I was raised Catholic. Educated in Catholic schools. Prayed in the Catholic church.
I am not a very good Catholic. I said that once in front of my sister and she said “it’s not that we aren’t good Catholics, we are lazy Catholics”. Potato …. potato. I’m not very good at it. So I can’t talk well about religion. I do take comfort from knowing I can walk in to any Catholic church in the world and whether I know the language or not I will know what is going on and what is being prayed. That feels good. If for no other reason than the comfort of familiarity, like being home. But for the most part, I just can’t do religion well. Religion, correct me if I’m wrong or you disagree (which I am totally okay with) is more about technicalities of a church. Laws, by-laws, rules. There are things one must do to appease the church.
But faith? That’s something all together different. You must believe, and live according to what is right. Which will in turn please God.
I am full of faith.
I read the book Embraced By The Light years ago. Written by Betty J. Eadie. It was about her out of body experience. Her description of heaven made sense to me.
This weekend I read Heaven Is For Real by Todd Burpo. This is Todd’s story about his four year old son’s experience in heaven.
I read The Shack by Wm. Paul Young. A story of faith, different from any other story I’ve read.
I don’t read these stories to validate my faith. I read these stories because they speak to what I believe. That there is some One infinitely wiser and greater than we know who created us. And who we return to.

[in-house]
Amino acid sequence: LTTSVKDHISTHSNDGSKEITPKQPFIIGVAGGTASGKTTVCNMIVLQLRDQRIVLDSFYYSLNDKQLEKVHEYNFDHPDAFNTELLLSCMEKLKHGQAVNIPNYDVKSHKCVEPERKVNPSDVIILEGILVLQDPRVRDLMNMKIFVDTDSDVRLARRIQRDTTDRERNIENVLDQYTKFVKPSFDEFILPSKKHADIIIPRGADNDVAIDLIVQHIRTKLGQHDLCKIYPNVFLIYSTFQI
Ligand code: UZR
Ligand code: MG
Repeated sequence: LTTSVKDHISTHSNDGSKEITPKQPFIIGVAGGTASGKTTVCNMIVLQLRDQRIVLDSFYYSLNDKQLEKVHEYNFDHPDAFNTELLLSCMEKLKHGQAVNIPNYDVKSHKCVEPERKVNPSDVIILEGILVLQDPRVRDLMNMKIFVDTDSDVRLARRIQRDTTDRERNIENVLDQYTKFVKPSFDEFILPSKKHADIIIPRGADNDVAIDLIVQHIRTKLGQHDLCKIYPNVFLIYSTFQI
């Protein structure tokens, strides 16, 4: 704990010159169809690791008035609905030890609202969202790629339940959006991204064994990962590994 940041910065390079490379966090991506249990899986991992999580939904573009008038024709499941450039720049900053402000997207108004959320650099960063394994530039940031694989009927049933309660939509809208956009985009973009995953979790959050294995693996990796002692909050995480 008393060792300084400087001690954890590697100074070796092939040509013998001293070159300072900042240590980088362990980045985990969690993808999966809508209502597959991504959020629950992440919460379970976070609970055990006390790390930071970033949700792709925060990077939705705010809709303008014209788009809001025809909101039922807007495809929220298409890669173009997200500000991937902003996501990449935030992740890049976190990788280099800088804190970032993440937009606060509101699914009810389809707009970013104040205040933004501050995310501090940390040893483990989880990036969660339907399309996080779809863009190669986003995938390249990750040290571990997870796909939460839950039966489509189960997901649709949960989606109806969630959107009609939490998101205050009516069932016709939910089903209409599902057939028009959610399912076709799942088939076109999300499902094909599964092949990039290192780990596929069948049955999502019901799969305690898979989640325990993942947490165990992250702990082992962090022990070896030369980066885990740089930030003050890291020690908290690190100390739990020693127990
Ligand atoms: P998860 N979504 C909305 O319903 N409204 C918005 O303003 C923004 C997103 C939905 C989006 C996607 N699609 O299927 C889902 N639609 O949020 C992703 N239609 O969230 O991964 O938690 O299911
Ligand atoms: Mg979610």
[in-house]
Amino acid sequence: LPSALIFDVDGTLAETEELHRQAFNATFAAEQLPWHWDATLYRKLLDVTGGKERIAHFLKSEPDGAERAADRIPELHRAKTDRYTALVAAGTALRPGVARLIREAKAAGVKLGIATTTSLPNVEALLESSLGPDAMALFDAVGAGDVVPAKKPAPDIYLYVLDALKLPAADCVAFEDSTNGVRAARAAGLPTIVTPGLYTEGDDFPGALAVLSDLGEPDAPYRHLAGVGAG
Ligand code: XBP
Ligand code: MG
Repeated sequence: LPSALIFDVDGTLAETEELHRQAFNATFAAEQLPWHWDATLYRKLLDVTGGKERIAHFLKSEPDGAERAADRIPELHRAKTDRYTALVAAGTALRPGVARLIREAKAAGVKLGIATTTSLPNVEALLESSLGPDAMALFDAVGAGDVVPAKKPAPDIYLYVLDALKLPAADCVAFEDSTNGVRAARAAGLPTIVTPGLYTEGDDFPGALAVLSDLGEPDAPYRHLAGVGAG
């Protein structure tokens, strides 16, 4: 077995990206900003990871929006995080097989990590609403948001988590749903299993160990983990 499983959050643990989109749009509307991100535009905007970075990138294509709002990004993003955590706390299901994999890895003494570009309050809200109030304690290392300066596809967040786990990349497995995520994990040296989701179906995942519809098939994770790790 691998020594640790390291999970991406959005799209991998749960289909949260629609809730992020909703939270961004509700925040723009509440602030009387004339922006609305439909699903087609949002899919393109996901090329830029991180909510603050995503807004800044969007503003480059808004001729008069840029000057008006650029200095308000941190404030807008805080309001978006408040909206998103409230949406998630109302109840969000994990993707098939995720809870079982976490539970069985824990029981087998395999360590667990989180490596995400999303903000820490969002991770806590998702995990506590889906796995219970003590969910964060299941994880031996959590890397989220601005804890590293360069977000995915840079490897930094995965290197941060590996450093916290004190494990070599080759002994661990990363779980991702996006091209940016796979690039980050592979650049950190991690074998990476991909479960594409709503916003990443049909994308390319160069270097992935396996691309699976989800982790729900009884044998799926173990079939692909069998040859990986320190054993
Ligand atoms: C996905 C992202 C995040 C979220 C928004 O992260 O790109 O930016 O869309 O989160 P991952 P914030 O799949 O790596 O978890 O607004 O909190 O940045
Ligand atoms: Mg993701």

I’ve taken what I learned from my Catholic upbringing and mingled it and mixed it up with what I have discovered as my gift, my faith. Can you pick and choose what you believe? My answer to that, of course, is yes. I pick and choose. My faith is like a smorgasbord of this story makes sense, I do believe God is like that. And then I love how that preacher interpreted that, it seems so simple and clear. I might not understand the business of religion. But I fully embrace the gift of faith. When something rings true or feels good, I seem to have a better grasp of it.
I love to talk to others who believe. I love talking to people who get the bible. I don’t get it so I love it when someone else does, and they share that with me. I believe that is a gift as well. To be able to take the messages in the bible, and understand them fully. I may be somewhat of a dimwit, but I usually need an interpreter to explain the messages of the bible. But that’s fine with me. It’s the sharing of someone else’s belief that makes it important to me. It’s the sharing of their faith and their understanding of faith that inspires me, or pulls me in.
And I love talking to people who see things completely different. They may not believe in God, but they believe in something. They just don’t know what that is. And talking to those who don’t believe, or feel, like I do is not a threat to my faith at all. On the contrary, it usually makes me feel that much more secure, that much more safe, in my faith.
I also happen to think if we spoke more about the things we love and question we wouldn’t spend so much time hating and arguing about what we don’t understand.
Ah. There is no real purpose to this post other than I read a good book this weekend. Or rather, I read a book that I got a great message from. And it just got me to thinking about other’s people’s stories of believing. That’s all, no purpose here but believing.
2 thoughts on “No Purpose But Believing”
I think the most important part of religion is to believe in God. The how you do it is not so important. At least that’s what I believe.
🙂 Thanks for sharing.
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